Did you know your medical plan or insurance carrier usually has additional hidden health benefits? We assume that doctors' appointments and medications are mostly covered, but have you ever looked closely at your plan to find out the perks you might be missing?
Here are a few good places to start:
Look into free preventive screenings. In addition to commonly covered screenings such as mammograms and colonoscopies, some plans offer regular blood pressure monitoring and complete blood panels for things like cholesterol. Dental policies will usually offer free exams and cleanings twice a year. Remember what Ben Franklin said, "An ounce of prevention is worth a pound of cure."
Some plans want to help you get and stay in shape. Find out if your plan offers discounts or deals with certain health clubs, online workout apps or other exercise programs. Certain insurance policies will actually give you discounts for exercise equipment.
As another incentive to stay healthy, certain plans will offer free or low-cost smoking cessation, nutrition and weight-loss classes. Take advantage of these programs. Many hospitals have regular classes and are often open to working on a sliding scale for participants.
Take advantage of online chats with medical professionals. This wouldn't be a service to use for serious medical concerns, but it is a good way to get some questions answered or just check in with a doctor -- or your own doctor. Telemedicine and telehealth services are becoming more common and safer. Check to see if your doctors use teleconferencing or if your insurer provides it. Health providers also often offer a phone line where you can speak with a physician, physician's assistant or RN as needed.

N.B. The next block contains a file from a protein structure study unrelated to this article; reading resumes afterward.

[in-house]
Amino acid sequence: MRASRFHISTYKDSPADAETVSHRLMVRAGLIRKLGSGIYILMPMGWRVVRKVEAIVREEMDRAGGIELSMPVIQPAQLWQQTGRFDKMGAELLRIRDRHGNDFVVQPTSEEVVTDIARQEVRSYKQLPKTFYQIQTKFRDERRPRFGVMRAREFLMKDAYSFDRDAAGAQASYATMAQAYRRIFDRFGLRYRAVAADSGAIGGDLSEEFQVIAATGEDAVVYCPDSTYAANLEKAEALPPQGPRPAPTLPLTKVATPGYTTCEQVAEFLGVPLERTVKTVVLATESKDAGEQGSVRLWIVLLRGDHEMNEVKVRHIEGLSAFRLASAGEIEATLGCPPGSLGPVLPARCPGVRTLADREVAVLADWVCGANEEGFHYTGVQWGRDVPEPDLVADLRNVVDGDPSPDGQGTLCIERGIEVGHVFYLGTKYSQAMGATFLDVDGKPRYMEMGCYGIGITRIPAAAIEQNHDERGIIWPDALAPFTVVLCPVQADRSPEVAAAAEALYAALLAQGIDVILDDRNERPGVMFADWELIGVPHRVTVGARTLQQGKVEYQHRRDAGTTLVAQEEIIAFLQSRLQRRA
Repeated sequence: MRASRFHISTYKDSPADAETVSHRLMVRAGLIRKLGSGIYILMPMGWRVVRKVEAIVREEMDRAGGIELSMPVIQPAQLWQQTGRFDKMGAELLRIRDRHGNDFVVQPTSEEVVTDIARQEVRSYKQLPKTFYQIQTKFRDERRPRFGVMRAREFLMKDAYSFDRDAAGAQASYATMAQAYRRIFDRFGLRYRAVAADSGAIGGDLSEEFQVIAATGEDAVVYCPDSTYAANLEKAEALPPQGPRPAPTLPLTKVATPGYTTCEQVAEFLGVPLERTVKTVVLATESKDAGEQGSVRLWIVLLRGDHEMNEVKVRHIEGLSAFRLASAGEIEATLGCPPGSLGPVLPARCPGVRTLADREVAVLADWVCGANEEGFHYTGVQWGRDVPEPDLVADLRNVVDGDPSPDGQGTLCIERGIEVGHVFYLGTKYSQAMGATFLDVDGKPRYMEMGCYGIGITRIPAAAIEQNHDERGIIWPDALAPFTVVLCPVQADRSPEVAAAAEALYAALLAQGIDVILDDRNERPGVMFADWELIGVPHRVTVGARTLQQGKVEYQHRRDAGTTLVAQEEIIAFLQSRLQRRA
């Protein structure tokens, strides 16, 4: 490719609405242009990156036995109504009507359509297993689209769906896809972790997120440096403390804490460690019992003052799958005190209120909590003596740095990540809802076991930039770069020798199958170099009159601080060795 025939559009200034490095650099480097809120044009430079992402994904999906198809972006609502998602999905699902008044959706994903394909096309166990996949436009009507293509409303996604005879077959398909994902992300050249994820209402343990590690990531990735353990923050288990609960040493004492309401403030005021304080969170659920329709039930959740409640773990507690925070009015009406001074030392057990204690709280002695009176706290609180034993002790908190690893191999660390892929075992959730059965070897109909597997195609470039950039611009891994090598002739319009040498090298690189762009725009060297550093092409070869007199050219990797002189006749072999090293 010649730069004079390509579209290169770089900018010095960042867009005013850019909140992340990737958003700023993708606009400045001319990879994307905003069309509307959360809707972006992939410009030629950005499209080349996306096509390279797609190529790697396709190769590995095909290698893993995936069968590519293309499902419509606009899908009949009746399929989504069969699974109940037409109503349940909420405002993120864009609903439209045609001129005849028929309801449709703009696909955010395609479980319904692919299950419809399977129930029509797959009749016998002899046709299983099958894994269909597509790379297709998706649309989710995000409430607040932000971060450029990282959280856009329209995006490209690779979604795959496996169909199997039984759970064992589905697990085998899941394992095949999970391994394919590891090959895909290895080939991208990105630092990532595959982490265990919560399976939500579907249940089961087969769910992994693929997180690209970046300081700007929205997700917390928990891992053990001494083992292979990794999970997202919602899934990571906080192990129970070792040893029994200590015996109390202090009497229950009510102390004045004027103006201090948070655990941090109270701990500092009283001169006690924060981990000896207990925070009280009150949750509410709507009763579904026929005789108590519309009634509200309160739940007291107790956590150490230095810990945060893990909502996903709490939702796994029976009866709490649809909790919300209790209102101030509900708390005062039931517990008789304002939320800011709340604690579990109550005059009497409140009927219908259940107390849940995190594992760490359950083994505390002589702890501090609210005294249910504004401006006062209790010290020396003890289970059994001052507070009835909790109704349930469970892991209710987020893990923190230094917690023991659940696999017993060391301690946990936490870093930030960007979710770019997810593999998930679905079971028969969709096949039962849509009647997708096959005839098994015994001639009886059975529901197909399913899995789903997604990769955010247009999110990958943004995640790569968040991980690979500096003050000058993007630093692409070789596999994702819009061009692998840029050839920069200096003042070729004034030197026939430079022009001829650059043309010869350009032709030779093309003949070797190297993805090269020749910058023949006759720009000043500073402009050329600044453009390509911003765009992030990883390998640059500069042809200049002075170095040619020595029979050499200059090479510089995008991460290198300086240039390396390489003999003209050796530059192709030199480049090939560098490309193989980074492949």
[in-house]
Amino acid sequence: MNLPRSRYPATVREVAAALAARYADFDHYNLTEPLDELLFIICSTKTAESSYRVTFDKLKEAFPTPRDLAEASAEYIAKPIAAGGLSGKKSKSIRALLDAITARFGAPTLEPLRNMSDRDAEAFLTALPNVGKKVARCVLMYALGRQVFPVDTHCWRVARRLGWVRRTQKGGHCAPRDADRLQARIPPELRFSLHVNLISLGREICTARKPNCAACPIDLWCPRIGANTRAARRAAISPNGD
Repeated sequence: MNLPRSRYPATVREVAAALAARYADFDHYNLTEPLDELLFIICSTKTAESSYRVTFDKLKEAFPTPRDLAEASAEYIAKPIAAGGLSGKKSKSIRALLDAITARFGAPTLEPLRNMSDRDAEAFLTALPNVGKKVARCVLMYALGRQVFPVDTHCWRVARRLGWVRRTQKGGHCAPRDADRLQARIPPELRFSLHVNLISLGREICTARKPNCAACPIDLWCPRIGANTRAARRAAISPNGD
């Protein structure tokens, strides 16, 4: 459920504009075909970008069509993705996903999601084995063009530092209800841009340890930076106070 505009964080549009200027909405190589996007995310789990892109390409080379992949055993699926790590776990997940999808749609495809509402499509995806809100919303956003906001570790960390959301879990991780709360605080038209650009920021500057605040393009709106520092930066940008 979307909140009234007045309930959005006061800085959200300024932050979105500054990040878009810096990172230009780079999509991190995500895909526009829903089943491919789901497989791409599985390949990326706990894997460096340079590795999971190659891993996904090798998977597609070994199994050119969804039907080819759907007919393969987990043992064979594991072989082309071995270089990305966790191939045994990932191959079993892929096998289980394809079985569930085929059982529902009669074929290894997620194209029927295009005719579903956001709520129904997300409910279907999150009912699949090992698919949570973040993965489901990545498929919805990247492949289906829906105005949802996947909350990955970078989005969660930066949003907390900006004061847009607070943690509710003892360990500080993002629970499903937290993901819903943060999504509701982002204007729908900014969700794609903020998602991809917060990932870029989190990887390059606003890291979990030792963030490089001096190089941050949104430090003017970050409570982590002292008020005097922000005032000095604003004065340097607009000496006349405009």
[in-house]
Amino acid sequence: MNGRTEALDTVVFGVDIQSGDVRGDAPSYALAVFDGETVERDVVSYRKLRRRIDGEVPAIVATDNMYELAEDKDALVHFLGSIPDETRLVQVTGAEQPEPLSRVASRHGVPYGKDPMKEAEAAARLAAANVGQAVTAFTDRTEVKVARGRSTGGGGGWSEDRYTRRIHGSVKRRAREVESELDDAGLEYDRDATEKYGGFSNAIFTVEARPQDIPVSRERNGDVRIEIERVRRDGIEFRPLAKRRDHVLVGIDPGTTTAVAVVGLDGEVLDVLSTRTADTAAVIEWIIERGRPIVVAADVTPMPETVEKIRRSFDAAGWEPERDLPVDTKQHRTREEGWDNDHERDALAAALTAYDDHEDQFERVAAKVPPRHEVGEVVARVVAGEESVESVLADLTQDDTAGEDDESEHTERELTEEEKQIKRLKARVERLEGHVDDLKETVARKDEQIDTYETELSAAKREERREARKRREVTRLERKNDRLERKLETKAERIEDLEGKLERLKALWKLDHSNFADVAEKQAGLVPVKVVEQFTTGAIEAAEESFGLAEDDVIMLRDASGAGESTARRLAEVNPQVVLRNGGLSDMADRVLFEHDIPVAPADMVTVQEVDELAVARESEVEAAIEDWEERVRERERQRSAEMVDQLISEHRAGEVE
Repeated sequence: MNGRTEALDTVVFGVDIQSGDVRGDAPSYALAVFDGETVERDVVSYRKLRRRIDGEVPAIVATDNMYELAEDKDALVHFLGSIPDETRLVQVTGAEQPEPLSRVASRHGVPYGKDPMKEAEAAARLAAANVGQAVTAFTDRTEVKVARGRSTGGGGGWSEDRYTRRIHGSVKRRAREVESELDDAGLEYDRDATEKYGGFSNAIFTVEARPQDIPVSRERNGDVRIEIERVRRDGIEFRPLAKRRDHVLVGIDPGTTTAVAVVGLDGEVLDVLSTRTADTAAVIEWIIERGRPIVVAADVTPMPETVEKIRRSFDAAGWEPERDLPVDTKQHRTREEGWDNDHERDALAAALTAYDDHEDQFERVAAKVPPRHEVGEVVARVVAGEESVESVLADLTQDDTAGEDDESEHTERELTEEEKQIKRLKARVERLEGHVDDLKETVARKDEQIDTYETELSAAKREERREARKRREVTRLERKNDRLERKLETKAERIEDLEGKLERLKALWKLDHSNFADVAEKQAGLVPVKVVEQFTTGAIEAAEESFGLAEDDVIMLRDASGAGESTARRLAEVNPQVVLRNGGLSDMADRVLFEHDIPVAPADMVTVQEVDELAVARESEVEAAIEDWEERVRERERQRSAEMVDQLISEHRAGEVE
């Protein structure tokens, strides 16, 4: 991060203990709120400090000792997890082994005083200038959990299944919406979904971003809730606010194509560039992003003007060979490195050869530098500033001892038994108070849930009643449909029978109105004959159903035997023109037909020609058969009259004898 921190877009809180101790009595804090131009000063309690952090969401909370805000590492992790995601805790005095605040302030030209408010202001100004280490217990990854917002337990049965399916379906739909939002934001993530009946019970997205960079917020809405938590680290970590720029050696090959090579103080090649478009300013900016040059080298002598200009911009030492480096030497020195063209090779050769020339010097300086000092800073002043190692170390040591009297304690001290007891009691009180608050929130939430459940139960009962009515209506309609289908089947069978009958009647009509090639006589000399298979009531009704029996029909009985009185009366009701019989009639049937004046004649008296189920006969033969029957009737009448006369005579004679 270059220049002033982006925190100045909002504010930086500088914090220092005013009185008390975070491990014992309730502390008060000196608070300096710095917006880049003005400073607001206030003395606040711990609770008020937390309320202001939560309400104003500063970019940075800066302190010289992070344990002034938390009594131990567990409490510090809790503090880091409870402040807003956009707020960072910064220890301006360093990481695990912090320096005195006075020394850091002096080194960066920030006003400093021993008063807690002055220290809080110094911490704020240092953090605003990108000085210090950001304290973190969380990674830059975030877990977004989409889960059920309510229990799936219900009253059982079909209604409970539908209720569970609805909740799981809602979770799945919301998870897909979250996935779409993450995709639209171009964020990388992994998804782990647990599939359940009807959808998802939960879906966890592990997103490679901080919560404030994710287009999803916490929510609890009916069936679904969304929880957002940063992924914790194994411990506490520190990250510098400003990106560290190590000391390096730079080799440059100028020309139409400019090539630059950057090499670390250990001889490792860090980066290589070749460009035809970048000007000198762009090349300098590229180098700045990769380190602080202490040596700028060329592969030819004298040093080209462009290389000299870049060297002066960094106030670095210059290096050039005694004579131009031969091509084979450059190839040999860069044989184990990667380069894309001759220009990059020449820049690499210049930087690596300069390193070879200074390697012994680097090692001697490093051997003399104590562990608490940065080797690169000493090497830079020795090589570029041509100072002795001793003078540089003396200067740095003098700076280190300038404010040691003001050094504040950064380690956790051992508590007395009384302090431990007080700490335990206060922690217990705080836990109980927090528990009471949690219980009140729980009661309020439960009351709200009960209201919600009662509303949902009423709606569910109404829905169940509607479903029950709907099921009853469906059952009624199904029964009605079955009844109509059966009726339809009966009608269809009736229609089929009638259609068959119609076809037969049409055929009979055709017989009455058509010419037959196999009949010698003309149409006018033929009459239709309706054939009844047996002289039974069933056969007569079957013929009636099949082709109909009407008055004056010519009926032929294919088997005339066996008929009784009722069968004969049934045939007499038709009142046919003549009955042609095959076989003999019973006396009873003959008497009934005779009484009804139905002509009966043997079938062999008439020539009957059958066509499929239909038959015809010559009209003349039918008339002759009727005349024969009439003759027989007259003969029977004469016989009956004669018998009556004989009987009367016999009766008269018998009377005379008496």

Accounts such as a health savings account or a flexible spending account work as a tax-advantaged account. These accounts allow you to set aside money for out-of-pocket medical expenses and healthcare costs. Check to see what your policy allows.
When buying prescription medications compare prices among pharmacies. Many states require large warehouse stores, such as Costco, to allow non-members the ability to buy their prescription medications at their pharmacies. I have done a cost comparison on medications and the price difference was significant between pharmacies on certain prescriptions.
Some policies will cover or partially cover acupuncture and massage therapy if referred by certain medical providers. If these treatments are medically necessary, it may be worth it to see if you could save money by getting a referral.
For an in-depth look at healthcare costs in retirement, health savings accounts (HSAs) and more, read Planning for Healthcare Costs in Retirement from Retirement Daily guest contributor Ken Waltzer.
About the author: Jeanette Pavini is a two-time Emmy Award winning consumer reporter completely over 10,000 money-saving stories. She is a columnist for The Street's Retirement Daily, and a contributor to various news outlets and a guest contributor for The Today Show. Her work has appeared in MarketWatch, The Wall Street Journal Weekend and USA Today. She was the chief consumer reporter for CBS 5 News in San Francisco where her money-saving segments became the backbone to her 30-minute consumer show.